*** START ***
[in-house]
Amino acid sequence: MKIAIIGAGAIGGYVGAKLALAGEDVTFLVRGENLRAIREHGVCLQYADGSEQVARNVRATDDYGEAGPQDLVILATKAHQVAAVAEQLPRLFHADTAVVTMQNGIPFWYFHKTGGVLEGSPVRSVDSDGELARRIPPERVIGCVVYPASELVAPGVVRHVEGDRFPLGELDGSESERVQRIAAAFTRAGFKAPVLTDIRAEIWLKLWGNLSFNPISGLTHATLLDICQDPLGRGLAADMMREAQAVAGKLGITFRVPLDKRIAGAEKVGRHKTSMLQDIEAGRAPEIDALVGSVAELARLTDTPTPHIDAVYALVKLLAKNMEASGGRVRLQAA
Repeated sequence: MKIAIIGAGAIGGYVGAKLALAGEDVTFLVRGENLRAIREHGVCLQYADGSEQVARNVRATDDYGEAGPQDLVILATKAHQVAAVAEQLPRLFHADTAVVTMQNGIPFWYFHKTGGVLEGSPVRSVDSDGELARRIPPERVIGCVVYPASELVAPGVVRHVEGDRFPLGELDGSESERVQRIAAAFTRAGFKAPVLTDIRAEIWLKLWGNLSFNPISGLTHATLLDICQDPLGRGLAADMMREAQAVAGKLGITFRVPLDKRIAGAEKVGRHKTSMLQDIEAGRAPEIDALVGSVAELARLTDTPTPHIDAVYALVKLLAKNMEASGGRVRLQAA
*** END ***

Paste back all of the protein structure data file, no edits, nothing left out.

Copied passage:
[in-house]
Amino acid sequence: MKIAIIGAGAIGGYVGAKLALAGEDVTFLVRGENLRAIREHGVCLQYADGSEQVARNVRATDDYGEAGPQDLVILATKAHQVAAVAEQLPRLFHADTAVVTMQNGIPFWYFHKTGGVLEGSPVRSVDSDGELARRIPPERVIGCVVYPASELVAPGVVRHVEGDRFPLGELDGSESERVQRIAAAFTRAGFKAPVLTDIRAEIWLKLWGNLSFNPISGLTHATLLDICQDPLGRGLAADMMREAQAVAGKLGITFRVPLDKRIAGAEKVGRHKTSMLQDIEAGRAPEIDALVGSVAELARLTDTPTPHIDAVYALVKLLAKNMEASGGRVRLQAA
Repeated sequence: MKIAIIGAGAIGGYVGAKLALAGEDVTFLVRGENLRAIREHGVCLQYADGSEQVARNVRATDDYGEAGPQDLVILATKAHQVAAVAEQLPRLFHADTAVVTMQNGIPFWYFHKTGGVLEGSPVRSVDSDGELARRIPPERVIGCVVYPASELVAPGVVRHVEGDRFPLGELDGSESERVQRIAAAFTRAGFKAPVLTDIRAEIWLKLWGNLSFNPISGLTHATLLDICQDPLGRGLAADMMREAQAVAGKLGITFRVPLDKRIAGAEKVGRHKTSMLQDIEAGRAPEIDALVGSVAELARLTDTPTPHIDAVYALVKLLAKNMEASGGRVRLQAA